OTTAWA -- Steve Mason should have had his first Flyers shutout in Carolina back on Nov. 5. He lost it in the final minute of regulation, then lost the game in overtime.
It burned him. He was angry. He kept his tongue and backed his team.
Tuesday at Canadian Tire Centre, his teammates made it up for Mason with a 5-0 shelling of the Senators in which Mason had 24 saves (see Instant Replay).
It was the first time the Flyers shut out Ottawa in the regular season since Jan. 18, 1999, also a 5-0 win in which John Vanbiesbrouck made 36 saves.
“Everything came together,” Mason said. “This was an extremely sound effort all around. From a defensive standpoint, we didn’t give [much] up.
“Guys were really pressing on the backcheck to make sure they were taking away rush opportunities. This is a good game to have going into tomorrow night [against Pittsburgh].”
Mason has not given up more than three goals in a game in 20 games as a Flyer since joining the team late last season.
Mason said he would feel fine playing back-to-back on Wednesday against Pittsburgh. He got a break as Ottawa had one goal denied on review (stick above the bar).
“I was disappointed to lose the one in Carolina,” Mason said. “When you continue to work hard and the team comes around, these opportunities are going to come around again. We just have to make sure to close it out.
“There’s nights when goaltenders earn a shutout and do a lot of the work. But tonight was a complete team effort. We worked hard for this win.”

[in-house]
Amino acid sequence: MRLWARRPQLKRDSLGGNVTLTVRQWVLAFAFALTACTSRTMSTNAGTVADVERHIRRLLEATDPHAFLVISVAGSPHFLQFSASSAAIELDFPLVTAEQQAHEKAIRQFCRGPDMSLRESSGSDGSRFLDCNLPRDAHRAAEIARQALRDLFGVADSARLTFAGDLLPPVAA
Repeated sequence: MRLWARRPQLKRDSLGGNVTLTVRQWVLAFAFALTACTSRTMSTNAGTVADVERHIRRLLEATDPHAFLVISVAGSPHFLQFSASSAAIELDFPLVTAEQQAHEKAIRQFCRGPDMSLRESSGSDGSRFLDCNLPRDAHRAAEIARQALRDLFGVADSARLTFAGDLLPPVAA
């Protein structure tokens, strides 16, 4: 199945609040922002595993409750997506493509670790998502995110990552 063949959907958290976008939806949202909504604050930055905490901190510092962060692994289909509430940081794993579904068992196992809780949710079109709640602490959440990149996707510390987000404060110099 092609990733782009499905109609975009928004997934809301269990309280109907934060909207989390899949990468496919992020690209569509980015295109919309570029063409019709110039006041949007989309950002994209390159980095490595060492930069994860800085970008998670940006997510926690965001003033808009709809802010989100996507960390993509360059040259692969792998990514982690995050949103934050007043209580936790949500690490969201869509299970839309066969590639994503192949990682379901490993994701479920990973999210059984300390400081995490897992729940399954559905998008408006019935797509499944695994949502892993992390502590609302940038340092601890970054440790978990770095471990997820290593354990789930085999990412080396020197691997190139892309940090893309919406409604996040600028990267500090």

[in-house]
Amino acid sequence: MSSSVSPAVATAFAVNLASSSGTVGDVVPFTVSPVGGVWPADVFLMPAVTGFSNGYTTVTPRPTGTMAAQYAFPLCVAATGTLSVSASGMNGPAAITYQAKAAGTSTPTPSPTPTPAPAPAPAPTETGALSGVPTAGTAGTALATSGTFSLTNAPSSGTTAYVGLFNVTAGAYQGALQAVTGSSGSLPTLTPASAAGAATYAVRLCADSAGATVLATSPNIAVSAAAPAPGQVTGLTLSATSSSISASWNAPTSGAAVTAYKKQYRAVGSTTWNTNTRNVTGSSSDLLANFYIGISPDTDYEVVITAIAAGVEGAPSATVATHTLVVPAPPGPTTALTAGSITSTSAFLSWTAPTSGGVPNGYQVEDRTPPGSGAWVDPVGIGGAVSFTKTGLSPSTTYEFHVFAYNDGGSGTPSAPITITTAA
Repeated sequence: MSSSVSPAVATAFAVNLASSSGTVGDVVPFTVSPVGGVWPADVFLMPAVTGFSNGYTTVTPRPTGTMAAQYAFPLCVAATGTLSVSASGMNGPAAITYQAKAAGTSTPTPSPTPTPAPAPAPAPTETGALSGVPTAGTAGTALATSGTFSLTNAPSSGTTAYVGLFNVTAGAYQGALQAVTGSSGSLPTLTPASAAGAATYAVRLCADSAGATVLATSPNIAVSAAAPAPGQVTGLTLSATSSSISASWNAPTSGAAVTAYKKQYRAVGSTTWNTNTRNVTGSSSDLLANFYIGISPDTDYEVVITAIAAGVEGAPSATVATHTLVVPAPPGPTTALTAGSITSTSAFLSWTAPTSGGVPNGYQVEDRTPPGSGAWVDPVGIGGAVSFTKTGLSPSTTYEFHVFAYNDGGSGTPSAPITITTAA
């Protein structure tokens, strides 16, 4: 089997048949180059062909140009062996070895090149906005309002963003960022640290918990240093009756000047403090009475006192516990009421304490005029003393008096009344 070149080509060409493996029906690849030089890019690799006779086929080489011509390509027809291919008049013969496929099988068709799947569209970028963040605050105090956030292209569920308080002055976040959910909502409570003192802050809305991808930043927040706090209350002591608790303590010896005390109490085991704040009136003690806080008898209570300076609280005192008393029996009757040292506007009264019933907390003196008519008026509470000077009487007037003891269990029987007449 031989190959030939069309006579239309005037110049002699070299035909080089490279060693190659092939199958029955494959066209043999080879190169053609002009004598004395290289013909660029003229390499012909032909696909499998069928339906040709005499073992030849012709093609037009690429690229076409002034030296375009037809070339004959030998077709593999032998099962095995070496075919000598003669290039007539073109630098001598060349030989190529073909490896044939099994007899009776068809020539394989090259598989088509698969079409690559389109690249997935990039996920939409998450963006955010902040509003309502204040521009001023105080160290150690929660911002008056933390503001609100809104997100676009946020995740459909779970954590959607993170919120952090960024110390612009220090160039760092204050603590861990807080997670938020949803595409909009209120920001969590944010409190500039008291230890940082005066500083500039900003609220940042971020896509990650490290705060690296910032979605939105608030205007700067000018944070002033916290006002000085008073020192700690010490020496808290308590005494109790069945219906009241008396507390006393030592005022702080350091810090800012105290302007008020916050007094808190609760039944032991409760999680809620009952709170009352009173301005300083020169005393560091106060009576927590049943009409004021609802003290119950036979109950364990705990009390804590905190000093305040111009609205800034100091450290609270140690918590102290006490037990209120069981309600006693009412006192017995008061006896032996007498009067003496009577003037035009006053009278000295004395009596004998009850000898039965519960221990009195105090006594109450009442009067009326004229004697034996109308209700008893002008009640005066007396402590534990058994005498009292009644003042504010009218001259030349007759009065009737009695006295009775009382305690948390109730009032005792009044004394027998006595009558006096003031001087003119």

They backed him with five goals (see story), including a season-high two power-play goals in one game. Claude Giroux’s line was dominant with a pair of goals and five points along with 13 shots generated from those three players.
Giroux said it felt good to reward Mason, who has been the Flyers' best player since the beginning of the season. He’s given them a chance to earn a point every game but one -- the Washington blowout.
“A lot of times, he should have gotten shutouts,” Giroux said. “He’s a really good goalie. Since he got traded here, he has unbelievable latitude. In practices and games, he’s the one working the hardest.
“When you see your goalie working hard like that, when you only score two goals and your goalie is behind you like that and still pushing you and telling you it’s going to come, he wasn’t getting [ticked] at us. You want to play hard for him.”